Entry Level Sure, Grand Seiko's Entry Level Is Quartz, But That Only Makes Me Love It More
Sure, there's no perfect watch, but I'd submit that if there were a platonic ideal of a watch, a watch so full of watch-ness as to be the purest expression of the form, it might look something like the Grand Seiko SBGX261 and SBGX263. Let's call them the SBGX Series. They also happen to be the least expensive watches in Grand Seiko's catalog, making them the perfect feature for another edition of Entry Level.
These are time-and-date watches with black (SBGX261) or silver (SBGX263) dials that measure 37mm in diameter, with accuracy to +/- 10 seconds a year, featuring the simplest of polished markers and sharp dauphine hands. If you look at them, they're just watches, pure and simple, that cost an equally unalarming $2,200. But when you look closer, you see that Grand Seiko has executed every single element – sparse as they are – precisely.
It's a perfect expression of Grand Seiko, and honestly, for me, an illustration of what I love so much about watches, too.
I'm kind of a low-key guy, so the vibe of the SBGX Series immediately appeals to me. These are classic "simple, but not boring" watches. The stainless steel case is as polished as you'd expect from Grand Seiko (which is to say: shinnnyyy), with a few facets that catch the light in just enough ways to keep things interesting. Sure, there's no lume, but with those polished hands and indices – look at the bevels on those hands! – it's not like you need it. And while it might not be a true sports watch, the case still has a sporty detail I love: drilled lugs, baby. By the way, with 100 meters of water resistance, I wouldn't be afraid to throw the SBGX Series on a NATO and dive deep for some serious underwater basket weaving.
Okay, on to the quartz of it all. Yes, the SBGX Series uses Grand Seiko's 9F quartz movement (the 9F62 to be exact, which this watch is). We put together a pretty good explainer on the 9F62 when we reviewed the older SBGX061 years ago, but here's the bottom line: this isn't just any quartz movement. This thing is "thermo-regulated" – it checks the ambient temperature 540 times a day and uses this info to adjust the frequency of the crystal to compensate (temperature is one of the biggest variables affecting the rate of quartz). There are all kinds of other details too: a hyper-quick date change, a regulator, and the movement's even got some stripes and jewels (nine of 'em).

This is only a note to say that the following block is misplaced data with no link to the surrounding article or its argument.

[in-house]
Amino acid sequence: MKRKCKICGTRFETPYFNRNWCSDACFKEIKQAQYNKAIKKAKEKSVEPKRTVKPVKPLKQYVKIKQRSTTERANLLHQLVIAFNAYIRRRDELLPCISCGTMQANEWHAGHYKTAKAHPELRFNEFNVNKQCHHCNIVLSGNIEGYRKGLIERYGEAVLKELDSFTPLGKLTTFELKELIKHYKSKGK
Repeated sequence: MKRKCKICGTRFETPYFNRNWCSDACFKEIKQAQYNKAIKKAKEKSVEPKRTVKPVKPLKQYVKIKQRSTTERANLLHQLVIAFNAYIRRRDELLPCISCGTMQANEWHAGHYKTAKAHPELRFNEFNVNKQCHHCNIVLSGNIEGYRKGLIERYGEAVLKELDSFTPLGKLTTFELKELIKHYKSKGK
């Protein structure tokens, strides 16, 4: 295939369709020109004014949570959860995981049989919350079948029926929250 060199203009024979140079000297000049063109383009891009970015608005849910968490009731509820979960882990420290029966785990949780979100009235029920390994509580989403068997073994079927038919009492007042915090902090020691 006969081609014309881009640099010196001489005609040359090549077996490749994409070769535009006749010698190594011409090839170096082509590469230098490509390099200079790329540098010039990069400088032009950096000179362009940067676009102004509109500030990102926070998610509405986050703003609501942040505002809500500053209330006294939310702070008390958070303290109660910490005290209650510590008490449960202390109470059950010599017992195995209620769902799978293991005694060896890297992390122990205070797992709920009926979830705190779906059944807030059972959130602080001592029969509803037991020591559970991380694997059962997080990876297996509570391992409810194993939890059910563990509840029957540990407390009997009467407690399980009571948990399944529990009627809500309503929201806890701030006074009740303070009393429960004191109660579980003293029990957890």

An average, cheaper, quartz movement might be accurate to within 10-15 seconds a month, so for the 9F to have this level of accuracy per year is a stepwise improvement that should be recognized as such. Saying this is "just another quartz" movement is kind of like saying that Tom Brady is "just another quarterback," a statement I recognize as absurd, even having grown up in Indianapolis believing that eventually, Peyton Manning would get ole Tommy's number. Not only is this the most handsome quartz watch in the league, it's super accurate too, and it's got the titles to prove it (notwithstanding last Sunday's poor performance – and the Sunday before that, too).
We can classify quartz movements the same way we do mechanical movements, and the Grand Seiko 9F is in a class of its own. Oh, and it's also totally "in-house," if that's something you care about. Seiko grows its own raw quartz, saving the best stuff for Grand Seiko's calibers; it also has its own semiconductor facilities.
Sure, you don't get the smoothness of a sweeping seconds hand, but you do get something else that's kind of satisfying: You can watch the seconds hand tick forward each second, always landing exactly on the second marker. I'll grant that it's not as soothing as that sweet sweeping seconds, but it's not as bad as we sometimes make it out to be.
Listen, the SBGX Series isn't without fault: The bracelet could be better, but if you've handled enough Grand Seiko watches, you probably could've guessed that already. But remember – drilled lugs! So pop the bracelet right off and throw it on your strap of choice. As I said, this isn't the perfect watch, I'm simply saying it's one of the purest expressions of a watch you'll ever find. It's not trying to be anything but a thing that tells time accurately. All those mechanical watches are fussy; Grand Seiko's said before that the 9F can run for something like 50 years without needing lubricant changes (it'll just need a battery change every few years).
At $2,200, the SBGX is a perfect entry point into Grand Seiko. While there's been much fuss about the brand's move "upmarket," these watches have been unaffected by such corporate strategy, industry trends, or even the current moment's inflation. And thank goodness for that. I won't deny there's some decent mechanical competition at this price point – much of it from Grand Seiko's less grand sibling (and don't get me started on vintage values) – but if you just want a watch that you can buy and forget about for literally 50 years, well, you've found it.
THIS POST WAS ORIGINALLY PUBLISHED ON www.hodinkee.com